Tuesday, 23 July 2013

Trying Tri-bars

What can adding tri-bars do to your speed?

Whilst battling home in a headwind last weekend, I got thinking about a blogpost on what tactics to deploy in strong winds.  I was on the back 10 miles of a 70 mile ride in a notoriously exposed spot, where there is no shelter and I was suffering.  The five key things that I thought of were: -
  1. Zip everything up.
  2. Get rid of any extra weight in your bottles by tipping away water you won’t need .
  3. Have something to eat to ensure your energy stores are topped up.
  4. Get as aero as possible to reduce drag.
  5. Work with another rider wherever possible.

Regarding item (4), I thought I’d invest in a set of tri-bars for moments like this, in order to get in a more aero position when out on my own.  As luck would have it, on the forum of my cycling club someone was selling a decent set cheaply, so I bought them and fitted them during the week.

Time for a new position

I’ve never ridden in a time trial position before and heading out for an inaugural ride, getting a feel for the position occupied the first ten or so miles.  Bike handling is very different, with more of a pronounced side to side movement up front, pivoting around the elbows. 

Nevertheless, I soon got settled in and began to enjoy the new position.  I’d forgotten to charge my Garmin on this ride, but returning home things felt pretty quick, despite strong winds on the back 10 miles.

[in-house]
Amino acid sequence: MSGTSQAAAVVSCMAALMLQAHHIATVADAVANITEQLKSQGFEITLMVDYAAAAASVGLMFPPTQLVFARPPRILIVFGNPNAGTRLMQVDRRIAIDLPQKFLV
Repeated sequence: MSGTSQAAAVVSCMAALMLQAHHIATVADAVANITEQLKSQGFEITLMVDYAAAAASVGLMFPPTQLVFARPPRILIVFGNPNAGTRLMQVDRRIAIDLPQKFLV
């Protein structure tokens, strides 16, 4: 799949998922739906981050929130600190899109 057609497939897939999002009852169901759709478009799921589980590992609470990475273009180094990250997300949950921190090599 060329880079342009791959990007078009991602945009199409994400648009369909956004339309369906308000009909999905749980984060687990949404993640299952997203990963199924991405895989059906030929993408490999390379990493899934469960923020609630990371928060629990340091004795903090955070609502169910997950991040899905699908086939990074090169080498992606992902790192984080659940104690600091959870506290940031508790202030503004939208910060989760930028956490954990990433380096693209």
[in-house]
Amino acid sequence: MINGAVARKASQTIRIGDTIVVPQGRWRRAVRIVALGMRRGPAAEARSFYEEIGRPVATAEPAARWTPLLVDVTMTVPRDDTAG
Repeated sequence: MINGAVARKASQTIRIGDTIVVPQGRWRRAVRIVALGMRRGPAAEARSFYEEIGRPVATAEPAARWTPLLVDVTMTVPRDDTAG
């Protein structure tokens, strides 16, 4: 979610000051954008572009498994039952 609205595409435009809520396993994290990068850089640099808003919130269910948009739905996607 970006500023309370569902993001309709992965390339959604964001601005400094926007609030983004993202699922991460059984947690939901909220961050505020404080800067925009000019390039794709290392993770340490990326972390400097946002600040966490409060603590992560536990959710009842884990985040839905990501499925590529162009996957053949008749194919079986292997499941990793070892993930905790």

Monday night, I went and rode exactly the same route of 38 miles (60km), eager to understand what impact the new position would have on average speed.  Luckily conditions were very similar, humid with a good wind.

Returning home, the average moving speed was 19.7 mph (31.5km/h), which was around 1mph than my personal best over a similar route or an improvement of around 5%.  Clearly the position had a good impact.   Most importantly as I hit the headwind at the usual exposed place, I was able to get down on the bars and focus on pedalling through it, it felt much easier.  

I've been riding over four years now and never thought about tri-bars before, having done a hundred miles on them now, they feel familiar already.  A worthwhile investment if you want to give yourself an additional edge when you’re out, either in coping with wind or to improve your average speed.


  1. Interesting post...

    I tried tri-bars for a while, but found that to get a good position I needed to change my road bike settings so much that it affected my standard position. Also it limited space for computer and lights etc. And it affected where I could place my hands - especially during climbing.

    So in the end I took them off and accepted that cycling into the wind was a good strength workout!

    I am considering getting a TT bike for TT's and tri's, though.

  2. It would be worth mentioning the safety aspect. Full tri bars are banned in pretty much all competitive cycling.

    It's not just the lack of control you have when using tri bars. But they can also cause some pretty nasty injuries to other riders in a crash. So it's worth removing them if you are going to be riding in a group.

    They do make you faster though and are great fun to use under the right conditions.